Michael Andrew back at it: lowers 200 IM NAG at NCSA prelims by .02

In what’s now his fifth National Age Group record swim of the weekend, Michael Andrew lowered his own 200 IM record for the 13-14 division this morning with a 1:47.42.

This was the closest brush Andrew has had with a NAG this weekend; he got just .02 under his old mark set at the Schroeder A+ meet on February 1.

That time was good enough to qualify Andrew second for tonight’s final, behind Andrew Seliskar, whose 15-16 NAG Andrew will begin chasing in a few weeks when he ages up.

Andrew made his biggest improvement in the breaststroke leg, going 31.42. That was actually his only split that was faster than its counterpart at Schroeder, but it was a good six tenths faster. He was just a tenth slower in his fly here compared to Schroeder and relatively close with his back and free splits.

Splits comparison:

  • NCSA: 23.28/Schroeder: 23.11
  • NCSA: 26.68/Schroeder: 26.42
  • NCSA: 31.42/Schroeder: 32.18
  • NCSA: 26.04/Schroeder: 25.73
  • NCSA: 1:47.42/Schroeder: 1:47.44

Andrew also swam the 50 back and 50 free this morning, taking 8th in the backstroke and nabbing the top seed in the freestyle, though he was well off his NAG record in that race with a 20.33.

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7 years ago

Very impressive. I’m guessing the more spread out schedule is part of the reason why we’re seeing even more records than usual out of him.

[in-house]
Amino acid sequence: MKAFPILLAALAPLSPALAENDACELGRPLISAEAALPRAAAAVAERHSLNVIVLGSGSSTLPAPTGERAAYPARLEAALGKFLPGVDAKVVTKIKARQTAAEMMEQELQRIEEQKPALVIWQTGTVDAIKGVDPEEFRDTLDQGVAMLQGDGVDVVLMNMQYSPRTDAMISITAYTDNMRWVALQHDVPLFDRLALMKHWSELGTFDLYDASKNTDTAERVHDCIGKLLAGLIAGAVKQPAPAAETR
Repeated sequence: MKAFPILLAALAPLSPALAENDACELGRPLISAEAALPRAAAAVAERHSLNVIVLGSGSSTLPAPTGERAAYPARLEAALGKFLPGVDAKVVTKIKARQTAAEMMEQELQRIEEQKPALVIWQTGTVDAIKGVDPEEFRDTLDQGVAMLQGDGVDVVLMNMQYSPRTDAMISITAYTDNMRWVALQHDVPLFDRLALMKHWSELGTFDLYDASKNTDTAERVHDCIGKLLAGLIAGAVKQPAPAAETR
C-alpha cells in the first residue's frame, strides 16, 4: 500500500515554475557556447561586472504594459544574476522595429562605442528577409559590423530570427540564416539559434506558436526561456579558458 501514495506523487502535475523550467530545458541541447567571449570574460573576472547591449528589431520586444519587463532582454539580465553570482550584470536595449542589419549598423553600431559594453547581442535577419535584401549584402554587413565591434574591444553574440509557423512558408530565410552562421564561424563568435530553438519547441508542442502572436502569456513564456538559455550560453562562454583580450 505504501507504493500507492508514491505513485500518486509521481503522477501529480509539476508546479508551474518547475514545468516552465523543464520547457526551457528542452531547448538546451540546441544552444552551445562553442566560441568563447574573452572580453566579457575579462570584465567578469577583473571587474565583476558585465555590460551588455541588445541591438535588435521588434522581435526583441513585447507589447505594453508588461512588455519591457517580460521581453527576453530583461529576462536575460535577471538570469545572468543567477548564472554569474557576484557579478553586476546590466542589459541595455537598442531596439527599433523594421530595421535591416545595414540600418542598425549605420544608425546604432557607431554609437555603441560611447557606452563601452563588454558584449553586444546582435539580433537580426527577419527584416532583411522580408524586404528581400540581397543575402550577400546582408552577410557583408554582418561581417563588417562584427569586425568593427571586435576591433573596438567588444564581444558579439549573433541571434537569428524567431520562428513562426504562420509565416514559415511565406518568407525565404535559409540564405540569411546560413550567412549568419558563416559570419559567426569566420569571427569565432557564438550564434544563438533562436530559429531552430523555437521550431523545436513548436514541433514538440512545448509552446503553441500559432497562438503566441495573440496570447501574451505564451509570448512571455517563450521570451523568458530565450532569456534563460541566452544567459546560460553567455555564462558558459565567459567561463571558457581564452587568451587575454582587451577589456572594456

Although at this point Michael has spent more days in the last two weeks racing and traveling than he has training. If they plan to keep this pace up, we might actually see a de-training effect start to set in. That said, it would make sense that the inherent similarities between racing and USRPT would help to maintain that conditioning longer.

I thought of something the other day: We’re seeing more pro-teams pop up recently, and there are more postgrads looking for teams lately. What if Michael continues to improve and makes some finals/makes the… Read more »

Kevin T
Reply to  sven
7 years ago

Who knows maybe Lawrence, Kansas (of all places) will become the hotbed of swimming.
Team Indy might become the new NBAC, NCAP, Dynamo, Swim Atlanta, Mecklenberg.

7 years ago

Unlike most of other coaches, Peter is technique and detail-oriented coach. I think USRPT is just one of his methods for training.

Anyway, Congratulations, Michael, Peter and team indie.

7 years ago

Peter trains/works with quite a number of Missouri Valley kids. Although the home schooled kids are really the only ones that are able get consistent coaching from him given his training of Michael and constant travel. He preaches to the kids he coaches that a USRPT Club should be formed in the Kansas City area. Or any area for that matter but most kids he coaches are from the KC area. It wouldn’t surprise me a bit to see some of the parents of the kids he works with form such a club sometime this year.

Reply to  Lester
7 years ago

I’d love to see that happen here in KC, but I’m sure you know that the issue is going to lie in finding a pool to train at. Between my team and the two closest to us, there’s almost an entire fourth team’s worth of people on waiting lists– we just don’t have the pool space to accommodate all the kids who want to swim. It may be different over on the Kansas side, I think there are more school districts with pools over there, but if not, I think it will be hard for any new team to get a foothold without another one folding first.

About Jared Anderson

Jared Anderson

Jared Anderson swam for nearly twenty years. Then, Jared Anderson stopped swimming and started writing about swimming. He's not sick of swimming yet. Swimming might be sick of him, though. Jared was a YMCA and high school swimmer in northern Minnesota, and spent his college years swimming breaststroke and occasionally pretending …

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